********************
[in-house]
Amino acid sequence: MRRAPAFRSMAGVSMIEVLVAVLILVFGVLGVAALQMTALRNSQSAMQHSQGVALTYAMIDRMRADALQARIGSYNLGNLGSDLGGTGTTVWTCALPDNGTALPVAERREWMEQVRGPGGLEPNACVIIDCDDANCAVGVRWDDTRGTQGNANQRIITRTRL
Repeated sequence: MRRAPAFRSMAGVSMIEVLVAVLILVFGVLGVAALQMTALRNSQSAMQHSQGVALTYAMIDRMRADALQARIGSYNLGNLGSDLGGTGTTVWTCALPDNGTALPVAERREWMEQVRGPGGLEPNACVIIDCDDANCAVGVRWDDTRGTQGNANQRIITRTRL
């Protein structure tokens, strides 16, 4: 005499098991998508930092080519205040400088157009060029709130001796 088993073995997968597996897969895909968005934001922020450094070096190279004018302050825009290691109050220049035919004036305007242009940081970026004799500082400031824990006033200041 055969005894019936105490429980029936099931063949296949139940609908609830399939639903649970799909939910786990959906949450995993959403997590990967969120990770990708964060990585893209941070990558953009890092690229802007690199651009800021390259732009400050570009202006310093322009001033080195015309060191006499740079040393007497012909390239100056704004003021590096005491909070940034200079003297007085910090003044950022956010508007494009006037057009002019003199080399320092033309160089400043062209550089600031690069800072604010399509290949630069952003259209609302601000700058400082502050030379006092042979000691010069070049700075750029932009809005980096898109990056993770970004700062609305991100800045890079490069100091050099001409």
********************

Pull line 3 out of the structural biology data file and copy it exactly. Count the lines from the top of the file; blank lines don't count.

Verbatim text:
Repeated sequence: MRRAPAFRSMAGVSMIEVLVAVLILVFGVLGVAALQMTALRNSQSAMQHSQGVALTYAMIDRMRADALQARIGSYNLGNLGSDLGGTGTTVWTCALPDNGTALPVAERREWMEQVRGPGGLEPNACVIIDCDDANCAVGVRWDDTRGTQGNANQRIITRTRL